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esť monsters, and most favage and cruel ty.' rants of all. The first of them was Ottomanus. '. The fecond Bajazethes. The third Anurathes. These made bloody wars against the Christians. - I mean the Papists in Europe, and enlarged the Turks dominions very far.
They did from time to time so cruelly... murder and massacre the inhabitants of the West, with their huge and bloody armies, that at last both the Pope, the emperor, the king of Hungary, the king of Poland, the king of France, the duke of Burgundy, and the duke of Venice, and almost all the potentates in Europe, did join together tờ make war against the Turks, with great armies, but yet could not prevail; fo ftrong were the Turks, fo huge and dreadful were their armies: then we fee that verified which here was foretold, to wit, that the mon<strous armies of the Turks with their
horses and horse-men, should slay the "third part of men:' that is, the idolaters in Europe, by heaps and infinite numbers." To set down the particular battles betwixt : the Turks and the Chriftians in Europe, and their horrible-blood-thedding, would require a volume; but this which I have briefly fet down, may serve to give some light unto it, and may fuffice for the underf!anding of this text. Now it is said in the
next verse, that notwithstanding this heavy hand of God, which was upon the Papists in Europe, and these fearful judgments and massacres, they repented not of their idolatries, but waxed worse and worse: for no judgments, no plagues can make the wicked any whit better, as we see in the examples of Pharaoh and Saul. And here it is
faid, “That the remnant of men which 1 were killed by these plagues, repented not
of the works of their hands, that they ( shouldnot worship devils, and idols of gold
and filver, and of brass, and of stone,
and of wood which neither can fee, nor 'hear, nor talk. Also they repented not of
their murder, and of their forceries, nei. Ý "ther of their fornication, nor of their theft,'
Rer. ix. 20, 21. And thus we see how the
devils, which were bound at Euphrates, be| . ing let loose upon the world, in the wrath
and just judgment of God, did fearfully. plague both the Turks, in their souls, and the Papists in their bodies. The one with false religion, the other with bloudy swords: •and so was the desire of the devil fully satisfied.
CH A P. X.
L AVING opened and expounded the Il two first woes which fell out upon the blowing of the fifth and fixth trumpet, containing the two great plagues of Popery and Turkism, wherewith the world was punished many hundred years: now in this chapter we are to hear of good news, and great comfort, after fo much forrow. For here Jesus Christ cometh down from heaven to deliver his poor affli&ted church, and to be revenged of all his cruel enemies. For now before the third and last wo, containing the greatest plague of all upon the world, which is, the last judgment: wherein the wicked shall be tormented in hell-fire for ever, both in body and soul, I say, before. the blowing of the seventh trumpet, by the seventh angel, of which we shall hear in the next chapter. Now in the mean time is fhewed in this chapter, what care God had for his little fiock, which no doubt were hid in those days, and did not appear and yet were scattered in corners, even in the midft of the darkness of Popery, and the most furious and hellish rage of the Turkish armies. And therefore the principle scope of this chapter, is to shew how the gospel should be preached in many kingdoms: Now'after this general darkness for the discovering and overthrow, both of Popery and Turkism, and to shew what Thould fall out in the church now in the middle tie, before the seventh and last trumpet blow: for then cometh the last judgment, as 'the angel fweareth in this chapter, verse 6, 7.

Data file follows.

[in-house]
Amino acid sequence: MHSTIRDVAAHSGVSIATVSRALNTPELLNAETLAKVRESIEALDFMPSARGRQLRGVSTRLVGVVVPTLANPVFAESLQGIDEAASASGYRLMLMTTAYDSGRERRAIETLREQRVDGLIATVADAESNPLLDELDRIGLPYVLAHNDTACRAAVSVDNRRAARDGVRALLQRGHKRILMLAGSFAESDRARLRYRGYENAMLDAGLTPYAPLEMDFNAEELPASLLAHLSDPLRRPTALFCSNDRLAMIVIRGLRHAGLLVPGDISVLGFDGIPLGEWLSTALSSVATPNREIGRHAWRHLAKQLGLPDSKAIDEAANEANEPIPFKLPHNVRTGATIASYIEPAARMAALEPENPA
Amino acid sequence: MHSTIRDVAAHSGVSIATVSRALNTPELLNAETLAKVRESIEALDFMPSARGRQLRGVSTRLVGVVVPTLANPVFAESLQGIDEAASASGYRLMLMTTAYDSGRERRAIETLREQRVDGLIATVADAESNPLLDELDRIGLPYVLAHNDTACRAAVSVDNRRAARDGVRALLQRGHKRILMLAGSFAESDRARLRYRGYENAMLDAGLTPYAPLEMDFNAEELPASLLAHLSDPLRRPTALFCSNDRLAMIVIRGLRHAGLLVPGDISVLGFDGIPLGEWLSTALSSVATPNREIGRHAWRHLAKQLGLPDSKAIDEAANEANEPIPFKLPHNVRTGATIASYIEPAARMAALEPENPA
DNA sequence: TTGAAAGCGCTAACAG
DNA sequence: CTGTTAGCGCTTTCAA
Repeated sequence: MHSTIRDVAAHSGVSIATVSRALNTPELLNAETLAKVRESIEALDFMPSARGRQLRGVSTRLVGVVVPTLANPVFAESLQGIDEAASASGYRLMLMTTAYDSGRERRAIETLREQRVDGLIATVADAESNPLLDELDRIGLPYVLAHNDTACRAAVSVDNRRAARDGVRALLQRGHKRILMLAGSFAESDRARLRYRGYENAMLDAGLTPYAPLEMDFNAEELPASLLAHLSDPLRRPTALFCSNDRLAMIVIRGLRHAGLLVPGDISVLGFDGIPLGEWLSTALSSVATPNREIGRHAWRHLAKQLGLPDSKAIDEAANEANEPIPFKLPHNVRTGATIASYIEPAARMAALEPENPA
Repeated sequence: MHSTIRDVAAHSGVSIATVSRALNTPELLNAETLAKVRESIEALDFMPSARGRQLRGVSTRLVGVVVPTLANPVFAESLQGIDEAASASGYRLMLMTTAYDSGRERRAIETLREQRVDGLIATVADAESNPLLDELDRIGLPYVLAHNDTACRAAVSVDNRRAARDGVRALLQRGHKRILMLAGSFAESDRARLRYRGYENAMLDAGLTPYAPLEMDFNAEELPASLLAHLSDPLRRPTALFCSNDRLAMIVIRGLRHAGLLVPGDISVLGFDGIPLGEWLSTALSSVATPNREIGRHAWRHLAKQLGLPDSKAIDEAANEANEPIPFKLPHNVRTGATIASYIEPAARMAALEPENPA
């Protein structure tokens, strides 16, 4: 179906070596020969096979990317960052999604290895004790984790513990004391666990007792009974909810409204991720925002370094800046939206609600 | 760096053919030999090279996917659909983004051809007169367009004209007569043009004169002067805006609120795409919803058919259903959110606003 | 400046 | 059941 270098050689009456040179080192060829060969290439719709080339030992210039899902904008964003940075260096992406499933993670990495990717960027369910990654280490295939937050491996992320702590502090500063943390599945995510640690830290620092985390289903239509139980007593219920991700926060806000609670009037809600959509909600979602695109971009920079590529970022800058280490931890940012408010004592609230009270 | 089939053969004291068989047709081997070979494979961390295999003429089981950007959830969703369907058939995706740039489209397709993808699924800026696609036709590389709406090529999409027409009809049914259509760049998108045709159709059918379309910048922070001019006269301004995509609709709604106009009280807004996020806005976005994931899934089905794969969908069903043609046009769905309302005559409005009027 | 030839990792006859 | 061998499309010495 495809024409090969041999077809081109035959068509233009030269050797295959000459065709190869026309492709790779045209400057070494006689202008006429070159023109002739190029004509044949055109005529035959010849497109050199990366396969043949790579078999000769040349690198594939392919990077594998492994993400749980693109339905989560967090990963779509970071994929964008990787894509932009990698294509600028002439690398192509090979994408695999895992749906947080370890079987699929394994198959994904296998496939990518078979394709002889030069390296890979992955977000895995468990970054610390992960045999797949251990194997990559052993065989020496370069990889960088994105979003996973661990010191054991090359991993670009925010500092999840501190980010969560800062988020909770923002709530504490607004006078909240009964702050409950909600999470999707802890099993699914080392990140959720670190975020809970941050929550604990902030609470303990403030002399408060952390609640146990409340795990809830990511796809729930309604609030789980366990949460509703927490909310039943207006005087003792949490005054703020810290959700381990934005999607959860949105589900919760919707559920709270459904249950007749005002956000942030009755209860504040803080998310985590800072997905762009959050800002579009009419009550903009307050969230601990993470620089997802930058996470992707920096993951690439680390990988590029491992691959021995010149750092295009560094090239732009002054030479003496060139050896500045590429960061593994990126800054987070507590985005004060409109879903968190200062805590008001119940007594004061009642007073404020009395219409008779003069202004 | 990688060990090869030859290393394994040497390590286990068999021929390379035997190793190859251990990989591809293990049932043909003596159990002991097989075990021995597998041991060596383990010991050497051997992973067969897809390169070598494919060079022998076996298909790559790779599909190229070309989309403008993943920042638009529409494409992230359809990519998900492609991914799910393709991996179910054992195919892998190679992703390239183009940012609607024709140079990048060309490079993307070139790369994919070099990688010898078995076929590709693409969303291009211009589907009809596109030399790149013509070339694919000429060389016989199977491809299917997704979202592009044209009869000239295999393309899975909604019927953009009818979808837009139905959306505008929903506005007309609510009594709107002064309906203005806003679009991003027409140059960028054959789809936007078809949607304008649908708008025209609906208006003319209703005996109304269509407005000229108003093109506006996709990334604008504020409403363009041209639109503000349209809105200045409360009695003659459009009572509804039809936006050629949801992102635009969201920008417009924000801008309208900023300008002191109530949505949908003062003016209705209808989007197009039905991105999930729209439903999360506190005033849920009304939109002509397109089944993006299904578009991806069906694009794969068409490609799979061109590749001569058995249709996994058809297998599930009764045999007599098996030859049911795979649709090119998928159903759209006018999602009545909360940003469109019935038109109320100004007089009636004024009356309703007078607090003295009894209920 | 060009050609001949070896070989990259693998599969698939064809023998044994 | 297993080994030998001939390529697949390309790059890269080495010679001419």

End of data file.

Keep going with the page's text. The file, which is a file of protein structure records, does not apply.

This chapter doth contain four principle parts.
First, A description of Christ and his glory.
Secondly, Shewing how the gospel should be preached in many nations and kingdoms, by the ministers of this last age, whereby all adversary power should be on verthrown.
Thirdly,. A watch-word, given to the world by Christ, that when the seventh an. gel should blow the trumpet, the world should end..
Lastly, To show, how all faithful preach : ers being called and authorized by Chrift, should travel and take pains in the study of God's book, and afterward should pub. lifh the knowledge thereof far and near,
And I saw another mighty angel come down from heaven, clothed with a cloud, .' and a rain-bow was upon his head, and his
face was as the sun, and his feet as pillars of brass,' Rev. X. 1,
: This angel of might is Christ, as appeareth by the description of him, and by all the consequents following: for he is said to be cloathed with a cloud,' which fignifieth his great glory and majesty: For he « shall come in the clouds of heaven to
judge the world;' that is, with great pomp and glory. "The rain-bow was up.
on his head," which signifieth the cove. nant of peace with his church, as before, Rev. iv. 3. " His face was as the fun, which signifieth, comfort and deliverance to his church, and the dispelling of all the smoke of the bottomless pit, as the sun scattereth and driveth away the thick mifts.
His feet are pillars of brass,' which fignifieth that he should tread down all his enemies under his feet, both Pope and Turk: - For he must reign till he have de<stroyed them all,' 1 Cor. xv. 25. The Pope a long time kept all the kings of Eur rope in subjection. The locusts were of great power. The Turks prevailed exceedingly. But what are they all to this mighty and glorious angel, Christ? What is their power to withstand him? What can Abaddon, the king of the locusts do, against this mighty king of Zion? What can the Turks most terrible horses and horse-men do against this angel which fitreth upon the white-horfe? Alas, alas, they are able to